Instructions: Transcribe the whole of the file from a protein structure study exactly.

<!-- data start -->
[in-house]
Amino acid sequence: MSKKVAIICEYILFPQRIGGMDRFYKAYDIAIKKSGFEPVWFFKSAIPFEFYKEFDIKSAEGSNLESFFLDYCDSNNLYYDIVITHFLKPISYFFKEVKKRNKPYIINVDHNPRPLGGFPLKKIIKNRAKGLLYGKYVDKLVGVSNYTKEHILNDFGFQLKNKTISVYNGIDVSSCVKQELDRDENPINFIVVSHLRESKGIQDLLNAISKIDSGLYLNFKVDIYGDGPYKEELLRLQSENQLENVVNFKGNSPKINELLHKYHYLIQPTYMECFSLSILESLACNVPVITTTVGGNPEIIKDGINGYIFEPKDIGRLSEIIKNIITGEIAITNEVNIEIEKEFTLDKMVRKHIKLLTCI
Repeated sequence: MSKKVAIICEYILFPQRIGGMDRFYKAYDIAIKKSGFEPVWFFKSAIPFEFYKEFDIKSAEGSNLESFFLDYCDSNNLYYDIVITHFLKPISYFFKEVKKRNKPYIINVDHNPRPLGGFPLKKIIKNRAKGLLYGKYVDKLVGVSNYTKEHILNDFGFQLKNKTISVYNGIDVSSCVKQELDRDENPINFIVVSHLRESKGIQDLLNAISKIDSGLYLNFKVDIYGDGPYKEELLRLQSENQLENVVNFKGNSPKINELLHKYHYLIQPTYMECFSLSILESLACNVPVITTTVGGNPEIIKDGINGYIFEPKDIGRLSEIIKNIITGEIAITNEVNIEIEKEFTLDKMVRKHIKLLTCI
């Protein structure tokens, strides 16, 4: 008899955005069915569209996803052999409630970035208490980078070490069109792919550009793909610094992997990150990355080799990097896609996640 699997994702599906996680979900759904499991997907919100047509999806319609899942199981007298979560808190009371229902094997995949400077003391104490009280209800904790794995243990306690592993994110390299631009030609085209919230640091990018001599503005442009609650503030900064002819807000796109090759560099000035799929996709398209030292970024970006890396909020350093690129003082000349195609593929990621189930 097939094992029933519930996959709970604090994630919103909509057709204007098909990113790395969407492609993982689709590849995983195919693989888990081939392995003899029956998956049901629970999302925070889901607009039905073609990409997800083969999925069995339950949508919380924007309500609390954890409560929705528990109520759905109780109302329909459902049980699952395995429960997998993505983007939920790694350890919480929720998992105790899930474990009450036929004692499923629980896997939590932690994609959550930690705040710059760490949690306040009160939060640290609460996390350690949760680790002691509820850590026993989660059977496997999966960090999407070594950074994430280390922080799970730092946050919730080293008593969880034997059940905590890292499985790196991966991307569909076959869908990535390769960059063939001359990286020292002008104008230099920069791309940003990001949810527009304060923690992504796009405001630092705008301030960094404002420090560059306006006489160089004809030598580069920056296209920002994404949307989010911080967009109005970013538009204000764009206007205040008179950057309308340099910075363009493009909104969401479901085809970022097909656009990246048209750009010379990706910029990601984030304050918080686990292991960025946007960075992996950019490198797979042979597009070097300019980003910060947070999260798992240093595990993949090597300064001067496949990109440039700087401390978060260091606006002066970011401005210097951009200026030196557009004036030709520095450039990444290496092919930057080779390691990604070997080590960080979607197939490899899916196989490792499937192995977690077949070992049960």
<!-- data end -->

[in-house]
Amino acid sequence: MSKKVAIICEYILFPQRIGGMDRFYKAYDIAIKKSGFEPVWFFKSAIPFEFYKEFDIKSAEGSNLESFFLDYCDSNNLYYDIVITHFLKPISYFFKEVKKRNKPYIINVDHNPRPLGGFPLKKIIKNRAKGLLYGKYVDKLVGVSNYTKEHILNDFGFQLKNKTISVYNGIDVSSCVKQELDRDENPINFIVVSHLRESKGIQDLLNAISKIDSGLYLNFKVDIYGDGPYKEELLRLQSENQLENVVNFKGNSPKINELLHKYHYLIQPTYMECFSLSILESLACNVPVITTTVGGNPEIIKDGINGYIFEPKDIGRLSEIIKNIITGEIAITNEVNIEIEKEFTLDKMVRKHIKLLTCI
Repeated sequence: MSKKVAIICEYILFPQRIGGMDRFYKAYDIAIKKSGFEPVWFFKSAIPFEFYKEFDIKSAEGSNLESFFLDYCDSNNLYYDIVITHFLKPISYFFKEVKKRNKPYIINVDHNPRPLGGFPLKKIIKNRAKGLLYGKYVDKLVGVSNYTKEHILNDFGFQLKNKTISVYNGIDVSSCVKQELDRDENPINFIVVSHLRESKGIQDLLNAISKIDSGLYLNFKVDIYGDGPYKEELLRLQSENQLENVVNFKGNSPKINELLHKYHYLIQPTYMECFSLSILESLACNVPVITTTVGGNPEIIKDGINGYIFEPKDIGRLSEIIKNIITGEIAITNEVNIEIEKEFTLDKMVRKHIKLLTCI
């Protein structure tokens, strides 16, 4: 008899955005069915569209996803052999409630970035208490980078070490069109792919550009793909610094992997990150990355080799990097896609996640 699997994702599906996680979900759904499991997907919100047509999806319609899942199981007298979560808190009371229902094997995949400077003391104490009280209800904790794995243990306690592993994110390299631009030609085209919230640091990018001599503005442009609650503030900064002819807000796109090759560099000035799929996709398209030292970024970006890396909020350093690129003082000349195609593929990621189930 097939094992029933519930996959709970604090994630919103909509057709204007098909990113790395969407492609993982689709590849995983195919693989888990081939392995003899029956998956049901629970999302925070889901607009039905073609990409997800083969999925069995339950949508919380924007309500609390954890409560929705528990109520759905109780109302329909459902049980699952395995429960997998993505983007939920790694350890919480929720998992105790899930474990009450036929004692499923629980896997939590932690994609959550930690705040710059760490949690306040009160939060640290609460996390350690949760680790002691509820850590026993989660059977496997999966960090999407070594950074994430280390922080799970730092946050919730080293008593969880034997059940905590890292499985790196991966991307569909076959869908990535390769960059063939001359990286020292002008104008230099920069791309940003990001949810527009304060923690992504796009405001630092705008301030960094404002420090560059306006006489160089004809030598580069920056296209920002994404949307989010911080967009109005970013538009204000764009206007205040008179950057309308340099910075363009493009909104969401479901085809970022097909656009990246048209750009010379990706910029990601984030304050918080686990292991960025946007960075992996950019490198797979042979597009070097300019980003910060947070999260798992240093595990993949090597300064001067496949990109440039700087401390978060260091606006002066970011401005210097951009200026030196557009004036030709520095450039990444290496092919930057080779390691990604070997080590960080979607197939490899899916196989490792499937192995977690077949070992049960």